|Annealing bellows is more common in Japan than in U.S. and Europe. In
radial outward forming a small thinning occurs but this is compensated
by an increase in yield strength due to cold work. When the bellows are
subsequently annealed, the increase in yield is eliminated.
As-formed yield strength is usually double (or more) the
specification minimum annealed strength. Increased yield results in
increased convolution deformation pressure and in-plane squirm pressure
increase. Also, plastic strain due to deflection is reduced and this
results in increased fatigue life.
The argument for annealing usually revolves about stress corrosion
cracking. However, tests have shown that the threshold of stress
required for stress corrosion is very low and the normal pressure stress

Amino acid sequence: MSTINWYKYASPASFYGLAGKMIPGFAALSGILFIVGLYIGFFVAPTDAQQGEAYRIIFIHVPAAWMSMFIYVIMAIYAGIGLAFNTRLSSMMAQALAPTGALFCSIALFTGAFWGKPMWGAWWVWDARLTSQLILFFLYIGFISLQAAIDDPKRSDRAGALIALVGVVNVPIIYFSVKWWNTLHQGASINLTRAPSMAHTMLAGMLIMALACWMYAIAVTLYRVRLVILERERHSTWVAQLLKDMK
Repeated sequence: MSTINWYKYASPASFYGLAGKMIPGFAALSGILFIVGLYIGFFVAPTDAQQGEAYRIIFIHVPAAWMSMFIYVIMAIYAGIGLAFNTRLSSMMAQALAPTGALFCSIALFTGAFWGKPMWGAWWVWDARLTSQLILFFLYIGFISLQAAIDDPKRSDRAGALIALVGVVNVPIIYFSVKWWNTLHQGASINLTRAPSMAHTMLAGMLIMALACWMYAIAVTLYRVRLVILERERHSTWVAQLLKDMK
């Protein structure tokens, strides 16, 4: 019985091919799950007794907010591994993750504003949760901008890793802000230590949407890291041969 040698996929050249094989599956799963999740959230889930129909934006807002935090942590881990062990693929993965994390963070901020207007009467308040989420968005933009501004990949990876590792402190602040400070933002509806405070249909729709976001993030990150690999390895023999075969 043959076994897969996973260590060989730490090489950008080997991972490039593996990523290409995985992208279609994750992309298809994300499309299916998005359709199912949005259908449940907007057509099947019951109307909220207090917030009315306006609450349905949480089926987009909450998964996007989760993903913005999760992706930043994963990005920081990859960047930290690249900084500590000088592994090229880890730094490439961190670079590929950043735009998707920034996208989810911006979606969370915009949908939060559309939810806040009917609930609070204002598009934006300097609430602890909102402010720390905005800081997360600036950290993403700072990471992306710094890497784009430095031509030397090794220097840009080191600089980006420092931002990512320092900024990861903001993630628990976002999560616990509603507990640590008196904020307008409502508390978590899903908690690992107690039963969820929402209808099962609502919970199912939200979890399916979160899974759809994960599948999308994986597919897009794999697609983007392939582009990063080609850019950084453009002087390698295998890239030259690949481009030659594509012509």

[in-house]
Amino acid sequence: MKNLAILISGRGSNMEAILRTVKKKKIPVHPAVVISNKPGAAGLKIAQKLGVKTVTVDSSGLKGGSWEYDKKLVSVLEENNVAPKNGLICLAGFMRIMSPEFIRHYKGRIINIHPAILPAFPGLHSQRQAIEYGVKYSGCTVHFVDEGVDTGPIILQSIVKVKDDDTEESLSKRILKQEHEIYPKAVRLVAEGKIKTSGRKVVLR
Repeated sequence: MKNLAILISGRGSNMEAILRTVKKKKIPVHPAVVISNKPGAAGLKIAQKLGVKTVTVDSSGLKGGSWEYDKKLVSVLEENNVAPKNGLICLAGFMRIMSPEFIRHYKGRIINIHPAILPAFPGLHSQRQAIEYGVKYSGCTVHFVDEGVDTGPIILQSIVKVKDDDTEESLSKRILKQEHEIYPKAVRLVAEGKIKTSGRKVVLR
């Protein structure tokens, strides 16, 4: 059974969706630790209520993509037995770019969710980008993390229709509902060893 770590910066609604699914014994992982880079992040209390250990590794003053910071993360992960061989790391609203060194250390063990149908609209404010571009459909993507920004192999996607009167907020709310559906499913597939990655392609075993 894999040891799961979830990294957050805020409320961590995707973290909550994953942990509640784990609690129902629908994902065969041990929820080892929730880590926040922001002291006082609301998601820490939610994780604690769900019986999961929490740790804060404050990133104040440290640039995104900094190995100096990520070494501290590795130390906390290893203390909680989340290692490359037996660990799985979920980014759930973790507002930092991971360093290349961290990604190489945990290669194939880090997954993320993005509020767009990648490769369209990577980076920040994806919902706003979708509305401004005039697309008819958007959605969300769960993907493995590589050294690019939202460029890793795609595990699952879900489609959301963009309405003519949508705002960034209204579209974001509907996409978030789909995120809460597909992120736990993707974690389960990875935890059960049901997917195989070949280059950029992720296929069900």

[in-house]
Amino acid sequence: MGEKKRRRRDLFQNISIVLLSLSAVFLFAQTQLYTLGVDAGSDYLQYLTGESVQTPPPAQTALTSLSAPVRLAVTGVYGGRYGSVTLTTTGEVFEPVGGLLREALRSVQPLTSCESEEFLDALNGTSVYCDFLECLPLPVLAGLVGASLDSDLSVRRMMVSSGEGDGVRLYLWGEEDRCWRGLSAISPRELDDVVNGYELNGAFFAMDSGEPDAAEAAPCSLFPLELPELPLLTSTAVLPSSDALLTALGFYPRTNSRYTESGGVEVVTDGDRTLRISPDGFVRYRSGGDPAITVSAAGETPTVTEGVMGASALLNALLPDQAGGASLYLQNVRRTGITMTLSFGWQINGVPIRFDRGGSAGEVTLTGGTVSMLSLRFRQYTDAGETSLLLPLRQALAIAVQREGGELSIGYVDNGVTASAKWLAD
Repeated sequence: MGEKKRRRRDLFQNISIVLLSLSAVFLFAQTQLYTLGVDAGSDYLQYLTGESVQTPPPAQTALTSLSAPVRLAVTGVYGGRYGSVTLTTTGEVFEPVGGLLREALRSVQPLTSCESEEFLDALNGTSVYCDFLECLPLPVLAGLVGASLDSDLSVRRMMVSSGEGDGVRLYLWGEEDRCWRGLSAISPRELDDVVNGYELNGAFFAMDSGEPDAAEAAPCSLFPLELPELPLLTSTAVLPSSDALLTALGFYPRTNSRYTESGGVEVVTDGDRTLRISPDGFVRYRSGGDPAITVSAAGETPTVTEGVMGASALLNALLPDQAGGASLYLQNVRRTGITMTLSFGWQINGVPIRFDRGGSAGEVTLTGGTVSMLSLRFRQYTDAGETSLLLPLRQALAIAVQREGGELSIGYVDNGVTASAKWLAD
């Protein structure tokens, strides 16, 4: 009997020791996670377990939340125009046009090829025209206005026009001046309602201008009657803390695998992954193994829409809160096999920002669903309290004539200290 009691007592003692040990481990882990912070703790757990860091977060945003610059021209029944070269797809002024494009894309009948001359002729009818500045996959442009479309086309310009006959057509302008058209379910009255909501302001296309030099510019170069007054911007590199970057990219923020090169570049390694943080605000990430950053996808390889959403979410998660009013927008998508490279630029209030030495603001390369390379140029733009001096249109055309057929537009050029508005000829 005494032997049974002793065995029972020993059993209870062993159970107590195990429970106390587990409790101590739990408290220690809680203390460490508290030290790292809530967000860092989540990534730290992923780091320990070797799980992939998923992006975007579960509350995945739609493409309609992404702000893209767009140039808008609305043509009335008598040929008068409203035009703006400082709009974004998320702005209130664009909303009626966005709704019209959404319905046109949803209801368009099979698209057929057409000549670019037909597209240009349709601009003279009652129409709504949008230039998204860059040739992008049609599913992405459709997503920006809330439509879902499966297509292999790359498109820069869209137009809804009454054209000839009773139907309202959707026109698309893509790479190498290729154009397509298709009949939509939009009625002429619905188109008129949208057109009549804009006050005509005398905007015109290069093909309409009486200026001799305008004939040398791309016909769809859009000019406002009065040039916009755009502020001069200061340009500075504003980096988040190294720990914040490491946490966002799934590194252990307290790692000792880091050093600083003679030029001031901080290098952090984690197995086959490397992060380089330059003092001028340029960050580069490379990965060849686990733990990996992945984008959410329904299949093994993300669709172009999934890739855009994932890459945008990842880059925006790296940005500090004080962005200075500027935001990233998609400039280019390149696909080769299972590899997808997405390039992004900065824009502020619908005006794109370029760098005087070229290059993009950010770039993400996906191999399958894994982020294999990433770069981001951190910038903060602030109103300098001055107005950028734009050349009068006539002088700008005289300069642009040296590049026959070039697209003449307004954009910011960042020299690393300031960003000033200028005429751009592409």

in an annealed bellows exceeds this level.
"The work hardening of austenitic stainless steel induced during
the forming of convolutions generally improves the fatigue life of an
expansion joint, often to a marked degree; thus it is not normally
considered beneficial to either stress relieve or anneal after
forming." (1985 EJMA Standards, for example para C-5.15)
Appendix B also contains a good article on stress corrosion
In forming high yield strength materials such as Inconel 625, an
interstage anneal may be required. However, annealing is not recommended
after forming except in special cases.